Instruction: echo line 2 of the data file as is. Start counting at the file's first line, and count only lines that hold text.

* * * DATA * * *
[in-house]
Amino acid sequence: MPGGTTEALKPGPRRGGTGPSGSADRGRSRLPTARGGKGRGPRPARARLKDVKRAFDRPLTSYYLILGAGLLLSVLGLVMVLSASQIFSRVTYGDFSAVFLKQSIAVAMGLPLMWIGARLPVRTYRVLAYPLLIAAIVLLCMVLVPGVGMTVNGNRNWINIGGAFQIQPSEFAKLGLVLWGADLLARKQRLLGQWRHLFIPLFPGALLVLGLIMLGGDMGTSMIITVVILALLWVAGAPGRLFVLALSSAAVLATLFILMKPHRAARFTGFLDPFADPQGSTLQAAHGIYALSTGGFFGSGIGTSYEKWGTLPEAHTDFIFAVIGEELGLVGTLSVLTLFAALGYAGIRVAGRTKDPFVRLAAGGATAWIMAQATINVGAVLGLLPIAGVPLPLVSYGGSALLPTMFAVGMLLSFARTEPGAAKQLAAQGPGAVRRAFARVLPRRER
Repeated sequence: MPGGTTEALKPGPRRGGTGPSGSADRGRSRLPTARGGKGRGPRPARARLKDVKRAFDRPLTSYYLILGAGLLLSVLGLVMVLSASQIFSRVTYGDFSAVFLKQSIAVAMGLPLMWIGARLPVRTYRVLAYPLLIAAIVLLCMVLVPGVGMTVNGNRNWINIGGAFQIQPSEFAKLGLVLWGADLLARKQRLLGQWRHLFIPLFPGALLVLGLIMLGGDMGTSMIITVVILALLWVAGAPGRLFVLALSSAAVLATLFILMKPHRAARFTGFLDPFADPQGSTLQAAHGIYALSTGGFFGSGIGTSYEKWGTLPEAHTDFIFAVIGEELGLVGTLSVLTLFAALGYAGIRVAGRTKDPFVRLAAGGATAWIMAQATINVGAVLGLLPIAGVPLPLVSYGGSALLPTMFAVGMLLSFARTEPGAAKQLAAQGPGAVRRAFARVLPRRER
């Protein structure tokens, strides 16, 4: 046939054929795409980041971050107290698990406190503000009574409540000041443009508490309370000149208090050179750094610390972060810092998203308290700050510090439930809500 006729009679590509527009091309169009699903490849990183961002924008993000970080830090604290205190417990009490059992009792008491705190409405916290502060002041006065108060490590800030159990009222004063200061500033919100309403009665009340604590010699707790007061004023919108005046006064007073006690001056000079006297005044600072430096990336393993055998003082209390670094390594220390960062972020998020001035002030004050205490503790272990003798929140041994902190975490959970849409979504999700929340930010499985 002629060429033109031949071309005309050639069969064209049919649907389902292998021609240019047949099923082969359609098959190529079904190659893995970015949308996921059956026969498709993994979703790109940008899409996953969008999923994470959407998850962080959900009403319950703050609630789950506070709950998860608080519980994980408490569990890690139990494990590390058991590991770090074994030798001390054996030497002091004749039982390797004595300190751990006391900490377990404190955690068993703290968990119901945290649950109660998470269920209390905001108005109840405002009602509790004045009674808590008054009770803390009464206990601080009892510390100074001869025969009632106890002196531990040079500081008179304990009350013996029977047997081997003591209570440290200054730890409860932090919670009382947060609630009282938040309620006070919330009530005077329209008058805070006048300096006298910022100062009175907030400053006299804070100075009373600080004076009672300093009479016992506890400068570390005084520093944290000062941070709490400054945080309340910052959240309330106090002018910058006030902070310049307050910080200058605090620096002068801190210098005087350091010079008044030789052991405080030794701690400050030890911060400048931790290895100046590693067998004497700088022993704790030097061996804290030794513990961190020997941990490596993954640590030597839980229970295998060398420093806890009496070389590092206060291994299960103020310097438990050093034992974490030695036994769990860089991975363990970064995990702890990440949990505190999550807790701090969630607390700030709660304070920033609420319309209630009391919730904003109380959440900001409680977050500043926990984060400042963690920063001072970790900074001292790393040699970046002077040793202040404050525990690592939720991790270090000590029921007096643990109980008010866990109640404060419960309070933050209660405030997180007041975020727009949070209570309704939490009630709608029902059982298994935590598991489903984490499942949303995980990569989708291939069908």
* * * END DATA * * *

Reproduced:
Amino acid sequence: MPGGTTEALKPGPRRGGTGPSGSADRGRSRLPTARGGKGRGPRPARARLKDVKRAFDRPLTSYYLILGAGLLLSVLGLVMVLSASQIFSRVTYGDFSAVFLKQSIAVAMGLPLMWIGARLPVRTYRVLAYPLLIAAIVLLCMVLVPGVGMTVNGNRNWINIGGAFQIQPSEFAKLGLVLWGADLLARKQRLLGQWRHLFIPLFPGALLVLGLIMLGGDMGTSMIITVVILALLWVAGAPGRLFVLALSSAAVLATLFILMKPHRAARFTGFLDPFADPQGSTLQAAHGIYALSTGGFFGSGIGTSYEKWGTLPEAHTDFIFAVIGEELGLVGTLSVLTLFAALGYAGIRVAGRTKDPFVRLAAGGATAWIMAQATINVGAVLGLLPIAGVPLPLVSYGGSALLPTMFAVGMLLSFARTEPGAAKQLAAQGPGAVRRAFARVLPRRER